Identity - July/Aug, 1994
By Sean O'Leary
sprang up in the early '80s for vinyl cutting only became viable for sandblast stencils four or five years ago.
Inlaying stone in stone or metal in stone was a labor-intensive specialty prior to waterjet cutting technology, a fabrication innovation that has only become commercially widespread in the past three or four years, Harri Aalto at Creative Edge Corp" Fairfield, IA, was instrumental in helping to create a market for complex stone graphics in the signage and design community.
"We're cutting perhaps ten times as much stone signage products as we did four years ago," estimates Aalto, "With metal, you can use a bandsaw or laser, but with stone you have few other options if you want to cut intricate shapes to close tolerance, And if you're cutting a 2-in, Times Roman letter to inlay into a 3/4-in. slab of stone, it almost can't be done economically any other way, it's within .00001 in. and it's totally repeatable."Continued
In the course of the sourcing process, a broker is obviously prepared to provide technical specs such as size of slabs or blacks and also ASTM data for exterior applications. However, he may also be a valuable source of advice to the sign designer. For example, Dan Berry (Georgia Marble) notes that color is critical to the readability of a stone sign at night.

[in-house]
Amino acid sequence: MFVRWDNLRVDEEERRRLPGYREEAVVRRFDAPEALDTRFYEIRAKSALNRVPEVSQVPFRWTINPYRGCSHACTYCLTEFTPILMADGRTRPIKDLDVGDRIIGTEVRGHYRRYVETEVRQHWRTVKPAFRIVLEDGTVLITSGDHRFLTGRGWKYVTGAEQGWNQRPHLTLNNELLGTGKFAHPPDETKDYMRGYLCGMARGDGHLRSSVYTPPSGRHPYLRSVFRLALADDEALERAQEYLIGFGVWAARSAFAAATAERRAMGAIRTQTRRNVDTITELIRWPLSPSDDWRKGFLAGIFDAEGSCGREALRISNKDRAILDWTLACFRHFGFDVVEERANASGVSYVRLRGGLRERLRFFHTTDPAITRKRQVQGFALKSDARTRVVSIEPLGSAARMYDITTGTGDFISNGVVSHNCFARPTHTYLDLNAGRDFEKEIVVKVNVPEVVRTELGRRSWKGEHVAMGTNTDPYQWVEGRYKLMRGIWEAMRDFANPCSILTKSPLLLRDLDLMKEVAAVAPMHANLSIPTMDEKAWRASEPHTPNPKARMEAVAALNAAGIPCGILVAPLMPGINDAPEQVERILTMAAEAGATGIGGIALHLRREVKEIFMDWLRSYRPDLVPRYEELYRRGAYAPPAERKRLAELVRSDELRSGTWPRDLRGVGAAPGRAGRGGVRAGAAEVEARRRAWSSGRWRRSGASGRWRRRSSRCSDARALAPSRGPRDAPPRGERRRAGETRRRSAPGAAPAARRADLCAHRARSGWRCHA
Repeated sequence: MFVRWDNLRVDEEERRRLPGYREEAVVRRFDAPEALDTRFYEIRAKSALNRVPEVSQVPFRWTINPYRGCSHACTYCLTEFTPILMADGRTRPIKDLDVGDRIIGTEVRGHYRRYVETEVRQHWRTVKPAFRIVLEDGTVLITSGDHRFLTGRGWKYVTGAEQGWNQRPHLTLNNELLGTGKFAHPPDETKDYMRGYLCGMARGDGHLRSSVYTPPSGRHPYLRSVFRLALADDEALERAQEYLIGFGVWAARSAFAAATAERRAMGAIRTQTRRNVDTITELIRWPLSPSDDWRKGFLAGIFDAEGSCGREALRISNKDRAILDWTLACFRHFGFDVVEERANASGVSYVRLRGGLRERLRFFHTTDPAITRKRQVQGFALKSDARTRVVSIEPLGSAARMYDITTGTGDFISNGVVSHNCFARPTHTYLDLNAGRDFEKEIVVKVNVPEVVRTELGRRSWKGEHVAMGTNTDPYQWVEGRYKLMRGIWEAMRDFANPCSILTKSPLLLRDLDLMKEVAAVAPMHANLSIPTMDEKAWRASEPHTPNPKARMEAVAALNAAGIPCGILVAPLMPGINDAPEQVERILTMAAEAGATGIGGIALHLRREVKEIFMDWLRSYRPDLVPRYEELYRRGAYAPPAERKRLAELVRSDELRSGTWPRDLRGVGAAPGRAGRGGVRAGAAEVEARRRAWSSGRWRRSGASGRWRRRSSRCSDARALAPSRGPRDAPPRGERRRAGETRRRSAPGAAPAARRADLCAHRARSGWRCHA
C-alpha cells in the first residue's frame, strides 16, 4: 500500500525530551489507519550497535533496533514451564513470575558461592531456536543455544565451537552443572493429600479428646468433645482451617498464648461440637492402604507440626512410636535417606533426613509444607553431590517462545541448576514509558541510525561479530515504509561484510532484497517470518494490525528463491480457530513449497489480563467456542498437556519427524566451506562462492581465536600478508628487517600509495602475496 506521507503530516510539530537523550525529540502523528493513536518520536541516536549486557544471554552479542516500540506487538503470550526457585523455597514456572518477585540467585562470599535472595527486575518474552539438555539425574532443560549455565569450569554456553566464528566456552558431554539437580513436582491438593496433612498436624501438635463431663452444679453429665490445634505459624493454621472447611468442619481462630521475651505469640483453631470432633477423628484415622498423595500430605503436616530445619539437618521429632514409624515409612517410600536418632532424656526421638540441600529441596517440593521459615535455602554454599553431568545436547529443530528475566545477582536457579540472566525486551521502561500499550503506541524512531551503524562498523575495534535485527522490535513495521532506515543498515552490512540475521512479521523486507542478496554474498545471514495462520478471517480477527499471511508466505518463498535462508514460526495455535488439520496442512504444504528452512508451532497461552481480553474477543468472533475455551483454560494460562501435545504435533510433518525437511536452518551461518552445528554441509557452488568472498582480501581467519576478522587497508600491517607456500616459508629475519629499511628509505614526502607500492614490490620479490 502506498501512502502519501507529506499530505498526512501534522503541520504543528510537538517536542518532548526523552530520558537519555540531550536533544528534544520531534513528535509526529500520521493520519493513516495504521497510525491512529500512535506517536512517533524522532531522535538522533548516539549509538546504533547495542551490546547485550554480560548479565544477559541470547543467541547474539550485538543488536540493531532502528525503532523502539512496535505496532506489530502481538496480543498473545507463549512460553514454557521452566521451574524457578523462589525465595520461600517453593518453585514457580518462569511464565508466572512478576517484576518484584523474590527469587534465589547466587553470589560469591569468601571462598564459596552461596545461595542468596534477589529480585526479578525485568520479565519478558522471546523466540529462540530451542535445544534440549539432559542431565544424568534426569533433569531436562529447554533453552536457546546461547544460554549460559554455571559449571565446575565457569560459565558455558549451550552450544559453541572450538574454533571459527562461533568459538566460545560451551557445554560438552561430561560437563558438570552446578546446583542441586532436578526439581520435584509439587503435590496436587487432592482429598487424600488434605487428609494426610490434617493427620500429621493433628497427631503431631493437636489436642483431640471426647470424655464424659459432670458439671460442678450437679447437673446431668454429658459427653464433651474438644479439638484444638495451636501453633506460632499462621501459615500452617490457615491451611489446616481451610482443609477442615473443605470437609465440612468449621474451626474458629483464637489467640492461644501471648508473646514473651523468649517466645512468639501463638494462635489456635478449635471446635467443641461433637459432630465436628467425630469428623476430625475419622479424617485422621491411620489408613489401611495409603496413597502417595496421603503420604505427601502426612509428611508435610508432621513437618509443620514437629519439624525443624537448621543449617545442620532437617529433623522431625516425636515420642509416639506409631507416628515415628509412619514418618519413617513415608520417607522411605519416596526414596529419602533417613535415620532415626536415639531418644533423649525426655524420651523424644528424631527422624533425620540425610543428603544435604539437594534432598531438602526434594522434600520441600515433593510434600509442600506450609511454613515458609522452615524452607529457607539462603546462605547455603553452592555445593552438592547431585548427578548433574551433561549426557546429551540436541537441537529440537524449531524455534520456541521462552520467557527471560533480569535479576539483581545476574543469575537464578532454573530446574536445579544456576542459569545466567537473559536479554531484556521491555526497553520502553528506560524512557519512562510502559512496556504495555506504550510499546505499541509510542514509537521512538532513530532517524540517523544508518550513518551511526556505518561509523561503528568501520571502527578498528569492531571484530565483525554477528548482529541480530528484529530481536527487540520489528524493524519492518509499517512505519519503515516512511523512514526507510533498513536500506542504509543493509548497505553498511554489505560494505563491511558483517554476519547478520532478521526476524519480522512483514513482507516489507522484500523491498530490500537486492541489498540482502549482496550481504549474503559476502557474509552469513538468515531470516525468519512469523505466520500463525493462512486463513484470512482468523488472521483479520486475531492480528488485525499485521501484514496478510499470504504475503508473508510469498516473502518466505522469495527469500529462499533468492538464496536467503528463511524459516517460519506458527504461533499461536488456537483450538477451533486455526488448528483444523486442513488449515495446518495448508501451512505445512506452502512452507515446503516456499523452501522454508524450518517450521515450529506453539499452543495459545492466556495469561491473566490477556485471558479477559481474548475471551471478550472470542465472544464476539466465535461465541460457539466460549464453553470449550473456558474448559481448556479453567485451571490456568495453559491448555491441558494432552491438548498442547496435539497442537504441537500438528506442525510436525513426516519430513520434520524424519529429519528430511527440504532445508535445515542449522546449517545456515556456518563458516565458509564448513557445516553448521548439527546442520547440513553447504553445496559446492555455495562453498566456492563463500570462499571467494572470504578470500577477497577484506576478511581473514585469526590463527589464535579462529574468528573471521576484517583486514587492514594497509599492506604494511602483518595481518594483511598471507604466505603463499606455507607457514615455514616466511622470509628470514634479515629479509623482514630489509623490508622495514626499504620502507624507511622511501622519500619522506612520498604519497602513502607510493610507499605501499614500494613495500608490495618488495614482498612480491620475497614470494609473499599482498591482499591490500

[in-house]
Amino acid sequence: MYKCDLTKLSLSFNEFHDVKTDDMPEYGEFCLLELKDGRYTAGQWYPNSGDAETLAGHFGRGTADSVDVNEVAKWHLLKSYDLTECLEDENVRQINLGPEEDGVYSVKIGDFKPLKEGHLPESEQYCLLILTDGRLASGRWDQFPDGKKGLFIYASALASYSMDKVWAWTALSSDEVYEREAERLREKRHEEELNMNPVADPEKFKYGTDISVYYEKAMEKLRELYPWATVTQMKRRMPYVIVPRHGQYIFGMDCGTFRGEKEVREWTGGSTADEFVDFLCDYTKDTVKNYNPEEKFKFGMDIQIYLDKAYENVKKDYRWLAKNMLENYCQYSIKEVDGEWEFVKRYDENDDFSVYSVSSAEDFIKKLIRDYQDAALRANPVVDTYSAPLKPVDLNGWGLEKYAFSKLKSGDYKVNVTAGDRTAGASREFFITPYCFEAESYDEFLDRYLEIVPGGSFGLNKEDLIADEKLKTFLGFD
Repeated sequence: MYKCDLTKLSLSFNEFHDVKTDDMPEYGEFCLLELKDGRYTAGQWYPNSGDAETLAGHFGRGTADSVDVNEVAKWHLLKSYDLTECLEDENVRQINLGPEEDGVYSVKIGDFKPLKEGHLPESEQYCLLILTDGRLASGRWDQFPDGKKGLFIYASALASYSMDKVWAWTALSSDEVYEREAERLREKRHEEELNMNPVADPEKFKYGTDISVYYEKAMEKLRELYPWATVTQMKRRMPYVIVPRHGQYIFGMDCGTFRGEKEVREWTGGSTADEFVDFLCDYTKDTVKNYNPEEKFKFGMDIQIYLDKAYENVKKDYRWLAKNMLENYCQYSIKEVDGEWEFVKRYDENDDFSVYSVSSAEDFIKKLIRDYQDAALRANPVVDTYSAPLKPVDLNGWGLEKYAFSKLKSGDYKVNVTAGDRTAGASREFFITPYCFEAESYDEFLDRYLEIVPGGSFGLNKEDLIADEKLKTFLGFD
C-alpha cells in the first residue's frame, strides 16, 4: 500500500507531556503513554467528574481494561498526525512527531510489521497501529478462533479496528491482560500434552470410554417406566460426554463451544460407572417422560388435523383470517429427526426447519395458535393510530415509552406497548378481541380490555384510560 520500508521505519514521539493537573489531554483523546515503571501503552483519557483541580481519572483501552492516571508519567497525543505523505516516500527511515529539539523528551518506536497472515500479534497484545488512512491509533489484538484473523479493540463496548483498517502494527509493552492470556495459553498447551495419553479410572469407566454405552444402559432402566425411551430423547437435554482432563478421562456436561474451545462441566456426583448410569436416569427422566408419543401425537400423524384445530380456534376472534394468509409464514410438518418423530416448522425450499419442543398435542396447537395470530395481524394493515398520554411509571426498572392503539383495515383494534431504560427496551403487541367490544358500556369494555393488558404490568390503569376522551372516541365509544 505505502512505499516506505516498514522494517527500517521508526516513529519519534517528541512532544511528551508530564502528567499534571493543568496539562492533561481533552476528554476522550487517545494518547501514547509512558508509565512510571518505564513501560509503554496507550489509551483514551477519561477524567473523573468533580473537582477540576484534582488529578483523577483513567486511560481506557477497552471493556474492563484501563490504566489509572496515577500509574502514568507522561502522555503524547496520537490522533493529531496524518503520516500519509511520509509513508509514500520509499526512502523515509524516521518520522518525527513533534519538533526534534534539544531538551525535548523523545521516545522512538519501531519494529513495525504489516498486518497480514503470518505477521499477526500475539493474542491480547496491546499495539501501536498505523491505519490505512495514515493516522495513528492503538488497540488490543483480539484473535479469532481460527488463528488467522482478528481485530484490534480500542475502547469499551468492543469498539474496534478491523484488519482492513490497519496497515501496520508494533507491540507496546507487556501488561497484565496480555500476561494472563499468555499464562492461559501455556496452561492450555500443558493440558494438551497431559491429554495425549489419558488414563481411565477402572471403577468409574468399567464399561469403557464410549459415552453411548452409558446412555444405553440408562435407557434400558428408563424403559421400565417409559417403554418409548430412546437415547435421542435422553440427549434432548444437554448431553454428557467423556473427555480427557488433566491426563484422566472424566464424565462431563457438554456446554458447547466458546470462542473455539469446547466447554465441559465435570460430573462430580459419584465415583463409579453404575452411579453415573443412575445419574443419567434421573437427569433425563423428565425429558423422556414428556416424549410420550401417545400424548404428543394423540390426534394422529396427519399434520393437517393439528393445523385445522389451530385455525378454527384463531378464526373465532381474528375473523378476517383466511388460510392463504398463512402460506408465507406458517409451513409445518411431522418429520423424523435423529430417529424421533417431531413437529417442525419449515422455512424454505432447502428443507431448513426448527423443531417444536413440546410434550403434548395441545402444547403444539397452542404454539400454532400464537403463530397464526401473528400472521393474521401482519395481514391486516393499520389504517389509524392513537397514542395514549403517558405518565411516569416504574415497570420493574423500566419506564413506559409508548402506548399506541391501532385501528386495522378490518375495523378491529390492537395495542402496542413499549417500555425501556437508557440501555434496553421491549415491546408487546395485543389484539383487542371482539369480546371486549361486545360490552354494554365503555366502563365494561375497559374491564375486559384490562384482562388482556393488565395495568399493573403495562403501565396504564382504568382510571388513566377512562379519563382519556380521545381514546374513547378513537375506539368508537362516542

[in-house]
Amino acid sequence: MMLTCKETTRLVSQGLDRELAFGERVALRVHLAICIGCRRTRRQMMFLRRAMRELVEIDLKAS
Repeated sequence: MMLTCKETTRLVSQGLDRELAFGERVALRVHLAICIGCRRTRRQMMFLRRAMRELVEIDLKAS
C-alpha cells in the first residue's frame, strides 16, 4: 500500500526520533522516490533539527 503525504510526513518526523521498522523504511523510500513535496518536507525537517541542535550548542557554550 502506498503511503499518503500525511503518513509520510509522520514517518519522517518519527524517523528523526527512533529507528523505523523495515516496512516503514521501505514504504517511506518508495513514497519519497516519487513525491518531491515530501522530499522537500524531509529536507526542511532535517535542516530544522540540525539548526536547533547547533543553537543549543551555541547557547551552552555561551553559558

The sourcing process may also involve such macro-considerations as political climate: Yugoslavian stone, for example, is tough to come by at the moment. Furthermore, the cost of large-scale, long-term projects can be affected by shifts in currency exchange rates.
New technology: the cutting edge
Better ways to cut, fabricate, and shape stone continue to improve its potential for architectural and signage applications. At factory level, new CAM-driven equipment with improved cutting tolerances and finishing capabilities has increased the viability of granite veneer for architectural cladding.
While the stone carver's craft has largely been eliminated, individual letters are still shaped with routers, But the computer has also arrived in the world of stone, Of particular interest to the sign industry are two relatively new computer-driven developments: sandblast stencils generated on the same types of plotters that cut vinyl letters, and more dramatically, waterjet cutting systems.
Sandblasting is the prevailing method for decorating stone sign faces, "Computer-aided design has brought sandblasting stone into the mainstream commercial arena," says Brad Bartholomew, design director for Cold Spring Granite Co., a Cold Spring, MN-based supplier of granite specialties, "The same basic systems that originally helped us layout the graphics and set up lettering now allow us to create a thick sandblast resist." According to Bartholomew, the computer plotters that